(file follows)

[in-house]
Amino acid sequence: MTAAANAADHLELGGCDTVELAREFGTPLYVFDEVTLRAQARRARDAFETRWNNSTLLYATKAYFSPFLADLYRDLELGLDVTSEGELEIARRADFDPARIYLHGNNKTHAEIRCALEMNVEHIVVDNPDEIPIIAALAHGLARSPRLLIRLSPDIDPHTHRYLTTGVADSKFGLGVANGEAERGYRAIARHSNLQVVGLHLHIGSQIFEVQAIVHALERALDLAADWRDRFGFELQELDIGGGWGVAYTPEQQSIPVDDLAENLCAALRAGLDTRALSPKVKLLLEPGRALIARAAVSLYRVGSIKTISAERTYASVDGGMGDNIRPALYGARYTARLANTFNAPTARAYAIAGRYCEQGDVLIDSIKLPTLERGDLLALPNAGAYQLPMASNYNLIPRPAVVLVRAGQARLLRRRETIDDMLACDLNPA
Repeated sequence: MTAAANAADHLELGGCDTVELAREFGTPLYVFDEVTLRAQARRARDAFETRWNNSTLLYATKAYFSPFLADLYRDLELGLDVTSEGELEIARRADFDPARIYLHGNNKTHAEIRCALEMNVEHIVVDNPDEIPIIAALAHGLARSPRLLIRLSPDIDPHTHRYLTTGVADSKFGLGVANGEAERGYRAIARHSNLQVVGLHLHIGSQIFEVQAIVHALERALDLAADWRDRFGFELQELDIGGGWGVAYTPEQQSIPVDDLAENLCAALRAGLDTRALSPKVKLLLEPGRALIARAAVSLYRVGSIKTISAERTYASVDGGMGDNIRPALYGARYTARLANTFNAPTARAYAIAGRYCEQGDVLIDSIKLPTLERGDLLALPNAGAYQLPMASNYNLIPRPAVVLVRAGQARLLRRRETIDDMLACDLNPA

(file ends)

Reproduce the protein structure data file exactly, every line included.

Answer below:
[in-house]
Amino acid sequence: MTAAANAADHLELGGCDTVELAREFGTPLYVFDEVTLRAQARRARDAFETRWNNSTLLYATKAYFSPFLADLYRDLELGLDVTSEGELEIARRADFDPARIYLHGNNKTHAEIRCALEMNVEHIVVDNPDEIPIIAALAHGLARSPRLLIRLSPDIDPHTHRYLTTGVADSKFGLGVANGEAERGYRAIARHSNLQVVGLHLHIGSQIFEVQAIVHALERALDLAADWRDRFGFELQELDIGGGWGVAYTPEQQSIPVDDLAENLCAALRAGLDTRALSPKVKLLLEPGRALIARAAVSLYRVGSIKTISAERTYASVDGGMGDNIRPALYGARYTARLANTFNAPTARAYAIAGRYCEQGDVLIDSIKLPTLERGDLLALPNAGAYQLPMASNYNLIPRPAVVLVRAGQARLLRRRETIDDMLACDLNPA
Repeated sequence: MTAAANAADHLELGGCDTVELAREFGTPLYVFDEVTLRAQARRARDAFETRWNNSTLLYATKAYFSPFLADLYRDLELGLDVTSEGELEIARRADFDPARIYLHGNNKTHAEIRCALEMNVEHIVVDNPDEIPIIAALAHGLARSPRLLIRLSPDIDPHTHRYLTTGVADSKFGLGVANGEAERGYRAIARHSNLQVVGLHLHIGSQIFEVQAIVHALERALDLAADWRDRFGFELQELDIGGGWGVAYTPEQQSIPVDDLAENLCAALRAGLDTRALSPKVKLLLEPGRALIARAAVSLYRVGSIKTISAERTYASVDGGMGDNIRPALYGARYTARLANTFNAPTARAYAIAGRYCEQGDVLIDSIKLPTLERGDLLALPNAGAYQLPMASNYNLIPRPAVVLVRAGQARLLRRRETIDDMLACDLNPA